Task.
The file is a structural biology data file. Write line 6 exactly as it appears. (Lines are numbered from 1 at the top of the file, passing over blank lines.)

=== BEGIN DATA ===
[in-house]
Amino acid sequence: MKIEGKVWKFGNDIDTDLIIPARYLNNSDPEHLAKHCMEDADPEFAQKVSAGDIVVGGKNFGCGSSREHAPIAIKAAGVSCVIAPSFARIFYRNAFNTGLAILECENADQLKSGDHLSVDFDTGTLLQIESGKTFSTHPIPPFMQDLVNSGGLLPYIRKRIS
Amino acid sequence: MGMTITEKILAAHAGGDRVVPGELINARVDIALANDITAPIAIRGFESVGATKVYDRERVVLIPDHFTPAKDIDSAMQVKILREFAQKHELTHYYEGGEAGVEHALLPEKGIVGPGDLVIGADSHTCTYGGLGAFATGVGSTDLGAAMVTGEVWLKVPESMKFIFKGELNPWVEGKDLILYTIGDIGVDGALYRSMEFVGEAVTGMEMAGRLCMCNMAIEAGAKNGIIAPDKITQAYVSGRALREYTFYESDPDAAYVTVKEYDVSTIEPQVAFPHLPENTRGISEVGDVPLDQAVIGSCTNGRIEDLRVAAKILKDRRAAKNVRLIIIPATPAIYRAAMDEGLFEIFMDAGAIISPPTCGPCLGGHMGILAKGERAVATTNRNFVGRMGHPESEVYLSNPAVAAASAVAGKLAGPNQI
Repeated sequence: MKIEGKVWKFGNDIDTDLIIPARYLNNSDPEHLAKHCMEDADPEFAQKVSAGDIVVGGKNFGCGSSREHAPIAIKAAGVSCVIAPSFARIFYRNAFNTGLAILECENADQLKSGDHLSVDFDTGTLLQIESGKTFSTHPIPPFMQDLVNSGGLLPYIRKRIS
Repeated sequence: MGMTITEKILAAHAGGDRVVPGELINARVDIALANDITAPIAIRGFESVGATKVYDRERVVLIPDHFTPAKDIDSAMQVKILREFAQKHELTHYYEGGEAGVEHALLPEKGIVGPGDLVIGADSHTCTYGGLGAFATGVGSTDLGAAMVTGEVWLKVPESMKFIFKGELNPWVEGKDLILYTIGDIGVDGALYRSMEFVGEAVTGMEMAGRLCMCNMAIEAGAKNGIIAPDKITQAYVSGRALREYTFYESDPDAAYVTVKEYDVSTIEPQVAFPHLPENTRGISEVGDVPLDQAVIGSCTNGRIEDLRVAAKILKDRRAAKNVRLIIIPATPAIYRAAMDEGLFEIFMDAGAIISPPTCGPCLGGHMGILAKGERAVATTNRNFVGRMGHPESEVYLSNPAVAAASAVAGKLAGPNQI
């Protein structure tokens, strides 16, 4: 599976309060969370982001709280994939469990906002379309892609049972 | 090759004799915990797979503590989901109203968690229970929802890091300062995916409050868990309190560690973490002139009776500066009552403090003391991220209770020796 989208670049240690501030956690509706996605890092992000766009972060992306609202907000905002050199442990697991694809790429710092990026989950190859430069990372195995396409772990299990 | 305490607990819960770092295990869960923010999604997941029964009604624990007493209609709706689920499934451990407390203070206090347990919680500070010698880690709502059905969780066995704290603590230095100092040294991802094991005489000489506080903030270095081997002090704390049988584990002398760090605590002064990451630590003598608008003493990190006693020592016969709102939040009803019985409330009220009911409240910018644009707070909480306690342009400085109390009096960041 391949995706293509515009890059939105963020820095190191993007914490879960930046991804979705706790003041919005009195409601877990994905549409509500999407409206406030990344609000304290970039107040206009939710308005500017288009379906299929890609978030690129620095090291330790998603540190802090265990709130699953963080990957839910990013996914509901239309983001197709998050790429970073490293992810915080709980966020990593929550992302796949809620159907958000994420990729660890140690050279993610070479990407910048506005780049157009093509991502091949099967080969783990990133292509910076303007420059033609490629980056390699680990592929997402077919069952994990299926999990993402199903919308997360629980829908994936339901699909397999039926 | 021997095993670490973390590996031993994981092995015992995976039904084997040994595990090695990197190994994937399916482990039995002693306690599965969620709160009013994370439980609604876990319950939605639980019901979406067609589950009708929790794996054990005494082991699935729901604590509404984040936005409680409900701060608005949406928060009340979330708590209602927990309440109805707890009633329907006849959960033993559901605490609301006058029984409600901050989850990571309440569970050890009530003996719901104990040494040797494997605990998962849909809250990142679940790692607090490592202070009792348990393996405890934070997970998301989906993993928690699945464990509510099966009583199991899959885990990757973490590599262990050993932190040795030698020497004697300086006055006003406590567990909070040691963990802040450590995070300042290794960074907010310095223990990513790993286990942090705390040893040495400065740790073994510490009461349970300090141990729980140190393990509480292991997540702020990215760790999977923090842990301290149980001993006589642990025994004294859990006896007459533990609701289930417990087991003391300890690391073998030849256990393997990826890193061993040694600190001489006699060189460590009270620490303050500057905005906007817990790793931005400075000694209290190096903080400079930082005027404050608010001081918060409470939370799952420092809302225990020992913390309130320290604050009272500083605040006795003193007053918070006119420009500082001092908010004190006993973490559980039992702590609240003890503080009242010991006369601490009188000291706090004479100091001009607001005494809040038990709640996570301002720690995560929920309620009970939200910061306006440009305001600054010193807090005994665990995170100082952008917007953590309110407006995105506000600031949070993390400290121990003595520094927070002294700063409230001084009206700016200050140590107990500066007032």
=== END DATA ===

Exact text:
């Protein structure tokens, strides 16, 4: 599976309060969370982001709280994939469990906002379309892609049972 | 090759004799915990797979503590989901109203968690229970929802890091300062995916409050868990309190560690973490002139009776500066009552403090003391991220209770020796 989208670049240690501030956690509706996605890092992000766009972060992306609202907000905002050199442990697991694809790429710092990026989950190859430069990372195995396409772990299990 | 305490607990819960770092295990869960923010999604997941029964009604624990007493209609709706689920499934451990407390203070206090347990919680500070010698880690709502059905969780066995704290603590230095100092040294991802094991005489000489506080903030270095081997002090704390049988584990002398760090605590002064990451630590003598608008003493990190006693020592016969709102939040009803019985409330009220009911409240910018644009707070909480306690342009400085109390009096960041 391949995706293509515009890059939105963020820095190191993007914490879960930046991804979705706790003041919005009195409601877990994905549409509500999407409206406030990344609000304290970039107040206009939710308005500017288009379906299929890609978030690129620095090291330790998603540190802090265990709130699953963080990957839910990013996914509901239309983001197709998050790429970073490293992810915080709980966020990593929550992302796949809620159907958000994420990729660890140690050279993610070479990407910048506005780049157009093509991502091949099967080969783990990133292509910076303007420059033609490629980056390699680990592929997402077919069952994990299926999990993402199903919308997360629980829908994936339901699909397999039926 | 021997095993670490973390590996031993994981092995015992995976039904084997040994595990090695990197190994994937399916482990039995002693306690599965969620709160009013994370439980609604876990319950939605639980019901979406067609589950009708929790794996054990005494082991699935729901604590509404984040936005409680409900701060608005949406928060009340979330708590209602927990309440109805707890009633329907006849959960033993559901605490609301006058029984409600901050989850990571309440569970050890009530003996719901104990040494040797494997605990998962849909809250990142679940790692607090490592202070009792348990393996405890934070997970998301989906993993928690699945464990509510099966009583199991899959885990990757973490590599262990050993932190040795030698020497004697300086006055006003406590567990909070040691963990802040450590995070300042290794960074907010310095223990990513790993286990942090705390040893040495400065740790073994510490009461349970300090141990729980140190393990509480292991997540702020990215760790999977923090842990301290149980001993006589642990025994004294859990006896007459533990609701289930417990087991003391300890690391073998030849256990393997990826890193061993040694600190001489006699060189460590009270620490303050500057905005906007817990790793931005400075000694209290190096903080400079930082005027404050608010001081918060409470939370799952420092809302225990020992913390309130320290604050009272500083605040006795003193007053918070006119420009500082001092908010004190006993973490559980039992702590609240003890503080009242010991006369601490009188000291706090004479100091001009607001005494809040038990709640996570301002720690995560929920309620009970939200910061306006440009305001600054010193807090005994665990995170100082952008917007953590309110407006995105506000600031949070993390400290121990003595520094927070002294700063409230001084009206700016200050140590107990500066007032």